From the second he started playing football, the odds were against Adrian Clayborn. The defensive end, who is in his rookie season with the Tampa Bay Buccaneers, was born with Erb’s Palsy, which caused damage to his nerves from his neck down to his right arm. As Jason Lieser of the Palm Beach Post wrote, Clayborn started playing football in the seventh grade, initially being placed at tight end and catching passes. However, he eventually made his mark by causing damage to quarterbacks as a defensive end in high school and then at the University of Iowa.
At Iowa, he was a difficult assignment for blockers with his mean streak and explosion off the line of scrimmage. Clayborn dissected blocking schemes in his path to the quarterback, as he racked up 19 sacks and 37 tackles for loss in his four years. He put together some memorable performances for the Hawkeyes, such as the one against Georgia Tech in the Orange Bowl. That night, Clayborn stacked and shed blockers all game to disrupt Tech’s dangerous Triple Option offense.
After his time in college, Clayborn entered the 2011 NFL Draft and was knocked by several teams because of his aforementioned medical condition. Many believed that the condition would hamper his career moving forward, citing the 17 reps he put up in the 225-pound bench press as one of the indicators. However, as we say here at theScore, the tape never lies, and one thing was certain: Clayborn’s tape was impressive.
Clayborn’s tape showed violent hands, determination and “borderline illegal play,” as Buccaneers coach Raheem Morris put it. A relentless motor accompanied these traits, and this is what sold the Bucs on him, as they selected him 20th overall in April.
The selection has paid off thus far, as Clayborn is the team leader in sacks and is consistently applying pressure on quarterbacks. All three of his sacks have come in the same fashion, which is what makes this evaluation interesting. His explosion off the snap has given pass blockers problems this season, specifically when he threatens them outside.
Clayborn’s suddenness off the snap, which helped him stand out at the Scouting Combine, has allowed him to set up pass blockers with an inside pass rush move once they set up wide. Colts left tackle Jeff Linkenbach learned this the hard way in their Week 4 matchup.
On this late-fourth quarter sack, the former Iowa standout lined up in his usual five technique — outside shoulder of the offensive tackle — at right end. At the snap of the ball, he exploded out and pressed the outside shoulder of Linkenbach. In the image below, Clayborn is seen moving his arms rapidly as he presses outside. Much like a sprinter is taught, the feet move as fast as the arms.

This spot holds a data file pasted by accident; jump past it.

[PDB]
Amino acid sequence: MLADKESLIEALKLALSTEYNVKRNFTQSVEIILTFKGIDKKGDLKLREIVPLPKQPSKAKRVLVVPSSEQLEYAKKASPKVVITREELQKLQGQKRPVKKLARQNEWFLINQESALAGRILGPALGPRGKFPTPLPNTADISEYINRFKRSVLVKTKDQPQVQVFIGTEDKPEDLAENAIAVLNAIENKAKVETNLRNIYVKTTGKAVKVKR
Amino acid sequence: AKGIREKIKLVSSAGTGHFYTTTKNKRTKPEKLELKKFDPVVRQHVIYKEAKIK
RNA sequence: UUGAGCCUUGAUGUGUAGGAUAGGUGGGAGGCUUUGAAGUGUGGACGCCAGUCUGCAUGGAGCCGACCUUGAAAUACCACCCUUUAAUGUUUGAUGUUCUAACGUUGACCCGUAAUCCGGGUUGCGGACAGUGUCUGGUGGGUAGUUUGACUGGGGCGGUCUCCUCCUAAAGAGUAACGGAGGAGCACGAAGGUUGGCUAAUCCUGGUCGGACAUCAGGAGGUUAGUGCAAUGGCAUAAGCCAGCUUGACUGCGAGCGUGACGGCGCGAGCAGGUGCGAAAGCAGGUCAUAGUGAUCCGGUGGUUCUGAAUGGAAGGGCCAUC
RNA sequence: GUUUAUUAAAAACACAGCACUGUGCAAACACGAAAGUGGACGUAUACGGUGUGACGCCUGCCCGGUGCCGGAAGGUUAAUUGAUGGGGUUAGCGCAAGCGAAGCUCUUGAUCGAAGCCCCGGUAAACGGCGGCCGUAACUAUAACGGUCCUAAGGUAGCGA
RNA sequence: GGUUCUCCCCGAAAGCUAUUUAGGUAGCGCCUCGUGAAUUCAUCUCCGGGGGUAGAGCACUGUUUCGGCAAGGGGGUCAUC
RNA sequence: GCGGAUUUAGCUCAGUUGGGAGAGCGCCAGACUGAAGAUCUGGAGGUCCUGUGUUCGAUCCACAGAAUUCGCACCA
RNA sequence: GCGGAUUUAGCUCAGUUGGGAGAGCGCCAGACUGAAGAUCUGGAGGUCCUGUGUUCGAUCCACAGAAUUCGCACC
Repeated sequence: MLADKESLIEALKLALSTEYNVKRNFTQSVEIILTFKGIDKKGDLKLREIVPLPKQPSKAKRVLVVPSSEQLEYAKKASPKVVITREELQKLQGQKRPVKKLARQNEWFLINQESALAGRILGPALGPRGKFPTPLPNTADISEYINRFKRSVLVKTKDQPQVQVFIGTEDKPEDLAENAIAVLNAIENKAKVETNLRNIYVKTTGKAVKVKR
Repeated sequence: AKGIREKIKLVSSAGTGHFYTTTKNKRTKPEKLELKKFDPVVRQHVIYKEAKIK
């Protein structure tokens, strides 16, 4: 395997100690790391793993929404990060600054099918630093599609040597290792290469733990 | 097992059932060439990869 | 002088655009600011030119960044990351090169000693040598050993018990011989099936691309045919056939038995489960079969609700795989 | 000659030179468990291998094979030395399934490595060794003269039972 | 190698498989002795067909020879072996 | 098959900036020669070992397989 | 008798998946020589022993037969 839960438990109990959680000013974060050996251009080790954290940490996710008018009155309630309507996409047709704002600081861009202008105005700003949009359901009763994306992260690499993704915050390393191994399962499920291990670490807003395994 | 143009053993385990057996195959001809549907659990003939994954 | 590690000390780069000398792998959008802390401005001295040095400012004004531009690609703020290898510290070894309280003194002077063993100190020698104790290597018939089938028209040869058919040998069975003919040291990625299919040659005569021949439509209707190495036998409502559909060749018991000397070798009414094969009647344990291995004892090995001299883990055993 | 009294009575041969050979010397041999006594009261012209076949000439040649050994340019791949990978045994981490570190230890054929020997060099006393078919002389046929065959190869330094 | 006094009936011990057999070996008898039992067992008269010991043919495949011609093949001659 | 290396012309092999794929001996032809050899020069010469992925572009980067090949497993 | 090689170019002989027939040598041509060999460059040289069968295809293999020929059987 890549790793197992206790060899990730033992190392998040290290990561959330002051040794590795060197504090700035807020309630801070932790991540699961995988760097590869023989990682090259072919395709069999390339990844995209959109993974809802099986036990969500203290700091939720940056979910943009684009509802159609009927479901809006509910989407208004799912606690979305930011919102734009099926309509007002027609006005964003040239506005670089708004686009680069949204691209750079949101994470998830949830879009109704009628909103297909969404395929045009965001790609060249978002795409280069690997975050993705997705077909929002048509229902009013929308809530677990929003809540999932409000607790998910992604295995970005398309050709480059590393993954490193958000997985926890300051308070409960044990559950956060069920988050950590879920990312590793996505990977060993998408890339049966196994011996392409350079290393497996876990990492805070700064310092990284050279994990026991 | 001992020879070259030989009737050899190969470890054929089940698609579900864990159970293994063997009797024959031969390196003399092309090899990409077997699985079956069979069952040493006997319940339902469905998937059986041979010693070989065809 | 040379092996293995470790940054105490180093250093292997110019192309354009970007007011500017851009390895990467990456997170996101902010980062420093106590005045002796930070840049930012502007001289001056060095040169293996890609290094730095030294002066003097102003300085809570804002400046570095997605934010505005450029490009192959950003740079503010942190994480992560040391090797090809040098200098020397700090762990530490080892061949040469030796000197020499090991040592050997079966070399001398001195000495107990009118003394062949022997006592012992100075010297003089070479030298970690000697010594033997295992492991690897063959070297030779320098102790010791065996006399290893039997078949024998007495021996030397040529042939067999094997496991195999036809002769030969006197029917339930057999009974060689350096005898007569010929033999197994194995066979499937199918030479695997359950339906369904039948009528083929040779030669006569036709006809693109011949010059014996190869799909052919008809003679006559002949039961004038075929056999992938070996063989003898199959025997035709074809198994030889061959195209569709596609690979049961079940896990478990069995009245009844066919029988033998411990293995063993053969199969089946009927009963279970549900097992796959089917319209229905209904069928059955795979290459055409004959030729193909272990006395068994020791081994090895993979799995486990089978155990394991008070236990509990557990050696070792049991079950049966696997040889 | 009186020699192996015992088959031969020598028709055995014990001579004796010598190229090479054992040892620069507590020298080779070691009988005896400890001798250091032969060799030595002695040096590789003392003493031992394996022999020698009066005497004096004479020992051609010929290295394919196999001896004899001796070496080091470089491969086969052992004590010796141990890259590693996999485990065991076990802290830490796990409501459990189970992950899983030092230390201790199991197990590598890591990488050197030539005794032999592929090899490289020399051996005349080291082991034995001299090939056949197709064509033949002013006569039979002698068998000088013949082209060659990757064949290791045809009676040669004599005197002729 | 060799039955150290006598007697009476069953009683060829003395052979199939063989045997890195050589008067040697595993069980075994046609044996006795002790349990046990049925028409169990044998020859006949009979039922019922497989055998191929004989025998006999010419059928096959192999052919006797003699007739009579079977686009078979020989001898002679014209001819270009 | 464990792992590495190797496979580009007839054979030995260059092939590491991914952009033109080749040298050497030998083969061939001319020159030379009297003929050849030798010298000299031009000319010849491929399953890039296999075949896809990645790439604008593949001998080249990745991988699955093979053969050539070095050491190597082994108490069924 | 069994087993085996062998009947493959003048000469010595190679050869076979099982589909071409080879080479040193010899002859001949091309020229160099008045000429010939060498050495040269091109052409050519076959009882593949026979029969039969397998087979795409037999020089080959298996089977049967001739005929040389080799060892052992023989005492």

Furthermore, when Clayborn went outside, he forced Linkenbach to kick slide too far out in an effort to cut off the path to quarterback Curtis Painter.
As Clayborn rushed wide of the pocket, Linkenbach extended his arms and bent at his waist, thus lunging (or reaching) out to Clayborn and putting himself at a disadvantage. Once Clayborn saw this, he looked to take advantage of it because he knew that he had the leverage on the pass blocker. With this leverage disadvantage, Linkenbach had another thing coming at him: the counter rip move.
The counter rip, (explained here) is used once a pass blocker ‘over-sets’ — meaning he kick slid too far out — and leaves an inside path to the quarterback for the pass rusher. When this is executed properly, the pass rusher attacks the inside opening that the blocker leaves when he kick slides too far out. The pass rusher, Clayborn in this instance, uses a ‘club’ technique — a powerful strike to the side of the arm of the blocker — to knock Linkenbach off balance and create a free path to the quarterback.
As said, this has been the move that has enabled Clayborn to get to the quarterback this season. In Week 7, Clayborn used this move to get to Chicago Bears quarterback Jay Cutler. On this play, he lined up in his usual five technique right defensive end alignment while the Bears came out in a split-back set. In this set, Cutler is accompanied by two backs that are lined up to each side of him, one being a fullback and the other a running back.
At the snap of the ball, the running back to the right released into the open field while the fullback on the left was responsible for helping left tackle J’Marcus Webb deal with Clayborn. The fullback’s responsibility on this play was to ‘chip’ — a hit to the outside shoulder of the pass rusher — Clayborn back inside, where Webb should have been waiting for him. This ‘chip’ was done with the intention of slowing down the outside rush of Clayborn.
However, all the fullback chip did was re-route a relentless Clayborn inside, where Webb was not present. Clayborn’s power overwhelmed Webb, as he got a hold of the pass blocker’s inside breast plate and gained the leverage advantage.
The biggest issue that Webb ran into was that he got knocked off-balance once Clayborn got the leverage advantage and used the club technique on him.
Clayborn has done a great job thus far of using this technique, however it is crucial, in my opinion, that he develops another pass rush move to complement the counter rip. As we’ve seen in the past with successful pass rushers, they must have a variety of pass rush moves in their arsenal to be most effective against blockers.